When Wine Goes Traveling

Roberto Viernes
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Wednesday - November 24, 2006
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“Wine doesn’t travel.”

That is something I’ve heard from people who don’t think wine is meant to travel. The same people say that when wine does travel, it invariably suffers from the transport and does not taste the same after its voyage, especially if it is a long one. There is some truth to the theory, but there is also another side to the story.

Any importer will tell you that the best way to transport wines is in temperature-controlled containers, so the wine is kept at ideal temperatures and away from light. However, traveling in freight does not protect the wine from the constant wave motion of the ocean or vibration associated with any type of travel.

Wines are similar to humans in that they do not like to be jostled and thrown about. Speaking atomically, there are certain bonds of chemicals known as esters that give wine its aroma and complex flavors. If the vibrations are strong enough, these bonds can actually break, resulting in a wine that is “dumb” and muted. We call this “shocked” or “sick” from the travel. Think of it as a wine that has jetlag.

Just as we need time to readjust our bio-clocks to different time zones, wine does too. After a wine arrives from a long sojourn across the sea, whether by plane or ship, it is best to let it rest in your cellar for some time to let those bonds reform and the wine to adjust, which can take two weeks or more. It is especially important for older wines to rest for even a longer period before being broached.

As fortunate as we are that the largest majority of these bonds reform, there are a tiny few that may never reform. These are certainly in the minority, and it happens more often if higher temperatures are associated with harsh vibration. That is why it is important when transporting your precious treasures to handle them as gingerly as possible.

But as we all probably know by now, transporting wine has become even more difficult recently because of airline restrictions on carrying liquids. It used to be that we could hand-carry bottles we purchase in wine country onto the plane, but unfortunately that practice is no more.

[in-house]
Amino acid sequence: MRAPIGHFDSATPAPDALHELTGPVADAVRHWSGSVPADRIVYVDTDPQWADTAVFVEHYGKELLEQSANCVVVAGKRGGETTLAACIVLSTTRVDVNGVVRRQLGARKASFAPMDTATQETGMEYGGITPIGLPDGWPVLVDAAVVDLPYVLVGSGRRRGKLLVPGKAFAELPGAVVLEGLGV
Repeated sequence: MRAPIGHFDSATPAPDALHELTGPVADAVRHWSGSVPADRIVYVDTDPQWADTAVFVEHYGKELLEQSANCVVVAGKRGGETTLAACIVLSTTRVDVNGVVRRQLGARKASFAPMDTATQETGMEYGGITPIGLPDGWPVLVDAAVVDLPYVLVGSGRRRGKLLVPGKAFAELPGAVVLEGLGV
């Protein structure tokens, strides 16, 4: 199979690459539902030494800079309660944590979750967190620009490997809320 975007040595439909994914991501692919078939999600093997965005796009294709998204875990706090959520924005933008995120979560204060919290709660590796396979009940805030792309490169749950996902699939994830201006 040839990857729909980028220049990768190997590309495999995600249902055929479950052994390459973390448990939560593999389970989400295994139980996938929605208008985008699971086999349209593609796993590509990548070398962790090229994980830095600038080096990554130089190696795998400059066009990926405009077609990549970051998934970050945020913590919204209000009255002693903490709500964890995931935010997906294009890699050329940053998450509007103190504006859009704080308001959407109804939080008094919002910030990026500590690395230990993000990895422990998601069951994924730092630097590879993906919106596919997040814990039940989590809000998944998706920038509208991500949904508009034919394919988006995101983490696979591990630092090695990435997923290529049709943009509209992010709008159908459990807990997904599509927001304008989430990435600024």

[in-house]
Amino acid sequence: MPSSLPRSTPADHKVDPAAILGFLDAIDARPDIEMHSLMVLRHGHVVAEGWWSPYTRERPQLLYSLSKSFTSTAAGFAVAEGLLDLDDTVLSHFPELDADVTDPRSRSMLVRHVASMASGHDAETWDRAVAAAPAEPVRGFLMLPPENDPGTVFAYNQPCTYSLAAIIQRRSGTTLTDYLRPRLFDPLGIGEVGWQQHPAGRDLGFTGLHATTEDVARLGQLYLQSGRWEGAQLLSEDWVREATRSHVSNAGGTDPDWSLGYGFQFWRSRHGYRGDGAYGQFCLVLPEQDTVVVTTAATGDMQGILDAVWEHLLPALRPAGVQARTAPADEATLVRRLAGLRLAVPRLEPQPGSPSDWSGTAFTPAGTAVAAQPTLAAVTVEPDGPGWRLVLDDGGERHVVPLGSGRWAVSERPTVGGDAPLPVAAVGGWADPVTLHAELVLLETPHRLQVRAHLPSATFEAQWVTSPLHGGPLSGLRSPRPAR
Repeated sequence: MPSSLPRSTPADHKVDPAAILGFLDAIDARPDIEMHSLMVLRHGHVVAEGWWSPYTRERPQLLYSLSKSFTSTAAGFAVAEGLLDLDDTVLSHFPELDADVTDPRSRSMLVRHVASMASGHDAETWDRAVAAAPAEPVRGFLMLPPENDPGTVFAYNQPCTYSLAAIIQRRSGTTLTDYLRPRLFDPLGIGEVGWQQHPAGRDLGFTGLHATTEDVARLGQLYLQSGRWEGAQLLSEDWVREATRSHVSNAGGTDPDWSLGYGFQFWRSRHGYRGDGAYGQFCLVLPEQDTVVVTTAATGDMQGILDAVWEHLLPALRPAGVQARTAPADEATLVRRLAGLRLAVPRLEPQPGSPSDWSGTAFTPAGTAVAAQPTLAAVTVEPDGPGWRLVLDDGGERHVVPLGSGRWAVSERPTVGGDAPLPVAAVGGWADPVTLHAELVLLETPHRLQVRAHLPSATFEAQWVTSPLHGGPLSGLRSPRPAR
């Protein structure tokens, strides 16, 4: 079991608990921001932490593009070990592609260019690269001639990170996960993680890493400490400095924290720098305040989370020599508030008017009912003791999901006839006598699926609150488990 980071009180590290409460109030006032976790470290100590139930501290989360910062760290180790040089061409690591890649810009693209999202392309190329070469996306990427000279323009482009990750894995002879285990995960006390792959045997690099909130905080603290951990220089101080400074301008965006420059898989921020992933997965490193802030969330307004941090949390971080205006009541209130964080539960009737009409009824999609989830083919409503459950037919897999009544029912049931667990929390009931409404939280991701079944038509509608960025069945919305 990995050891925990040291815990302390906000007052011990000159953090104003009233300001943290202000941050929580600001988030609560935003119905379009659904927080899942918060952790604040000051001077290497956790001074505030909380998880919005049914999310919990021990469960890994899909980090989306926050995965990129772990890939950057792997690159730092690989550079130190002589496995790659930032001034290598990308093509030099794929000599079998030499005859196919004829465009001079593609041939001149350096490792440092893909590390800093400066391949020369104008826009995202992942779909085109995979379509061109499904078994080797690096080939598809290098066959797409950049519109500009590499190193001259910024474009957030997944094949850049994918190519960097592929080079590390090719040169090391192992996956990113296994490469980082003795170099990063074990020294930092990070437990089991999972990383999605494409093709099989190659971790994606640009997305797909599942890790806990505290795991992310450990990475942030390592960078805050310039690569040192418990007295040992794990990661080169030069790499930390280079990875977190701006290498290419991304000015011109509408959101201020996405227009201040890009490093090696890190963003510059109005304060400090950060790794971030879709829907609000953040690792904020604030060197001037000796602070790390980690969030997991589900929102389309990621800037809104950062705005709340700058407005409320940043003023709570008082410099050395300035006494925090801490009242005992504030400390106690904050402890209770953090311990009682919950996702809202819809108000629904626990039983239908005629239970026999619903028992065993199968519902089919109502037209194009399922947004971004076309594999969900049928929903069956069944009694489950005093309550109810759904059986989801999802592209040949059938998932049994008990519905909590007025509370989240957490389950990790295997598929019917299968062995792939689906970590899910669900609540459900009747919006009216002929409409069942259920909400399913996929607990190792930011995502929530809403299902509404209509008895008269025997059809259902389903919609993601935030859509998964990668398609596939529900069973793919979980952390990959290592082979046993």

So what are our options? Jean-Francois Coche, one of the greatest winemakers in the world, is known for saying, “Wine should only travel once, from the cellar to your table.” Sure, in an ideal world. So I guess every time we want to have a bottle of wine we have to buy a ticket to its country of origin, drive to the winery and drink it there. Yeah, right! That’s not going to happen. I don’t think wine producers would like it much either, because they wouldn’t be able to sell all of their wine to the world market as they do now.

One thing you can do is bring an empty Styrofoam wine box with you when you travel to wine country. You will have to check the wine into cargo luggage, but at least you can get your wine home safely. Or if you don’t mind taking a chance, you can pack them in your luggage wrapped in your soft clothes. Good luck. Another way is to do a little research at your local wine store and find out if the importer or distributor of the wine you are purchasing uses refrigerated containers, storage and trucks to transport their wine. Knowing that will give you a better chance at getting a wine that is closest to perfect condition as the wine-maker intends it to be.

So are you going to stop drinking your favorite wines because they don’t come straight from the producers’ cellars to your table in one short trip? I’m not! And I have to say that wines tasted in the producer’s cellar always taste better anyway. Wines always have and always will travel.

Wines that have traveled well: NV Diebolt Vallois Cuvee Prestige ($55) This Blanc de Blanc is made from 100 percent Grand Cru Chardonnay. Absolutely fabulous bubbly! 2003 Dominus ($120) Whoa! Intensely rich, and regal, a great gift.

Roberto Viernes is a master sommelier. E-mail .(JavaScript must be enabled to view this email address)
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